The Varley Story – Part 30

Pictured: a map of Varley’s facilities in 1990, including the recently-sold Young Street premises.

In the early 1990s, Varley’s management aimed to distance the company from its ‘metal bashing’ history by moving into areas such as aerospace and electronics.

By late 1990, work has started on what would be one of the longest ongoing contracts in Varley’s history – the design, manufacture and fit-out of rugged, lightweight military maintenance shelters for the Australian Army. The project lasted 4 years and offered a $12 million income.

Although this contract was a major coup and an important learning curve for the company, much of the diversification was too distant from existing expertise and the business struggled through this period. A portion of the Carrington facilities and also the Envirosciences arm of the company were sold to finance the expansion, and funds were loaned to assist. In short, Varley’s management team were looking into the future and thinking big, but in doing so were also contracting the company’s bottom line welfare in the meantime.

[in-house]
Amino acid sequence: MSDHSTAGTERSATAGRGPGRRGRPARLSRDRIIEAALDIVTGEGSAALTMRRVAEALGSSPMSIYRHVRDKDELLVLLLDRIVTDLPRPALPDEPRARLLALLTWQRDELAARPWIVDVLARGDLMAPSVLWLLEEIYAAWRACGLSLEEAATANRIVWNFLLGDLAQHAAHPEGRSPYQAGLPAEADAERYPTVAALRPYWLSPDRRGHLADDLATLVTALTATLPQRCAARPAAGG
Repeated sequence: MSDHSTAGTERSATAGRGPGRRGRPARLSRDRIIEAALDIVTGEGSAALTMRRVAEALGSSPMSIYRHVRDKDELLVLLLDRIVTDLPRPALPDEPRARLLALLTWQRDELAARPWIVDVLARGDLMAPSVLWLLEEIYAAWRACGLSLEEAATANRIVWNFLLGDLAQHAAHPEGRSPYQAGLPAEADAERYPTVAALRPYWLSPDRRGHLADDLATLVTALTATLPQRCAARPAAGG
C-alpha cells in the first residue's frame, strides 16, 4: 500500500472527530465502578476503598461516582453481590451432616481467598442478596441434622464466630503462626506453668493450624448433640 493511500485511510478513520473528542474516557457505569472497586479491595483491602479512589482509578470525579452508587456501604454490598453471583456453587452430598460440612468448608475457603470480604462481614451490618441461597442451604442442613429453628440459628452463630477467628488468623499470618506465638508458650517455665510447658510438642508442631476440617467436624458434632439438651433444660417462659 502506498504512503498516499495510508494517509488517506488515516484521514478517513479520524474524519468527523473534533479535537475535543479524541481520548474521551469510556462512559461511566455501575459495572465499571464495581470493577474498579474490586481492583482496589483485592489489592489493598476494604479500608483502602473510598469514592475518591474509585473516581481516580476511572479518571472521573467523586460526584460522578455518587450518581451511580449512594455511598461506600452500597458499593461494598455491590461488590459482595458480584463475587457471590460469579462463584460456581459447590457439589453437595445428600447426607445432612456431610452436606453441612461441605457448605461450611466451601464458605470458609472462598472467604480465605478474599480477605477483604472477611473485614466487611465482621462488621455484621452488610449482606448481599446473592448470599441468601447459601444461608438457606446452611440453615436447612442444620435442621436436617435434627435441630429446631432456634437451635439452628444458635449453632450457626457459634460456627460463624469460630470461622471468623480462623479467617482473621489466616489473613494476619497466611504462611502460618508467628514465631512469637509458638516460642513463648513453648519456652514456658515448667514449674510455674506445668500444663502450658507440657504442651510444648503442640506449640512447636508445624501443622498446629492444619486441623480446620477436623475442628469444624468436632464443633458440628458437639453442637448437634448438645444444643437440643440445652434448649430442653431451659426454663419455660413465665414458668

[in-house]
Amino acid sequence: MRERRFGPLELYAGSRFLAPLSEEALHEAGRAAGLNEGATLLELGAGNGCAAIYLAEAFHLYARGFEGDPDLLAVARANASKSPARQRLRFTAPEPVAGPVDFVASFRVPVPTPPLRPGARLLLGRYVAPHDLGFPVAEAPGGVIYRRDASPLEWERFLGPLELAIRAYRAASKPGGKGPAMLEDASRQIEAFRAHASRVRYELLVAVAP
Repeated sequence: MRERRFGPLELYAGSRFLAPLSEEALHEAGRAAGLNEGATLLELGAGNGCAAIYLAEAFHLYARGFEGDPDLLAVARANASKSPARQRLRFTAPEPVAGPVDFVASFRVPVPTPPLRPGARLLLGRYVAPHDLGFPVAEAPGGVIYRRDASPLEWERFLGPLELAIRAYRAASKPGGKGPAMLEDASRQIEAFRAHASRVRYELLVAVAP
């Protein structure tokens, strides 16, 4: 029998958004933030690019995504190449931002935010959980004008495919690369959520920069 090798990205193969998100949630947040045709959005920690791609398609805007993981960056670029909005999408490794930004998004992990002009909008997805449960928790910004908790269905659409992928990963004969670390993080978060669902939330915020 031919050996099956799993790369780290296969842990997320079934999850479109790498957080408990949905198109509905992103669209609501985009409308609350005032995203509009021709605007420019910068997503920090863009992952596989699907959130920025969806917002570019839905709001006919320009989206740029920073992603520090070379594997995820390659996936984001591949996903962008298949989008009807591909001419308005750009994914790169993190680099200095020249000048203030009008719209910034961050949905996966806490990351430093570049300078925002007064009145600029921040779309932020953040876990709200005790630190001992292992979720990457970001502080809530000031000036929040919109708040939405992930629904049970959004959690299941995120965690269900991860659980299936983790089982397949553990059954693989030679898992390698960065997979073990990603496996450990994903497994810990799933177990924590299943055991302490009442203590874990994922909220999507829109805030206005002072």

Staff turnover was relatively high at the time, meaning that some important crew members were moving on elsewhere. As a result, however, new employees entered the Varley scene to replace them – one of which was a young engineer by the name of Jeff Phillips…

Stay tuned for more of the incredible Varley Story.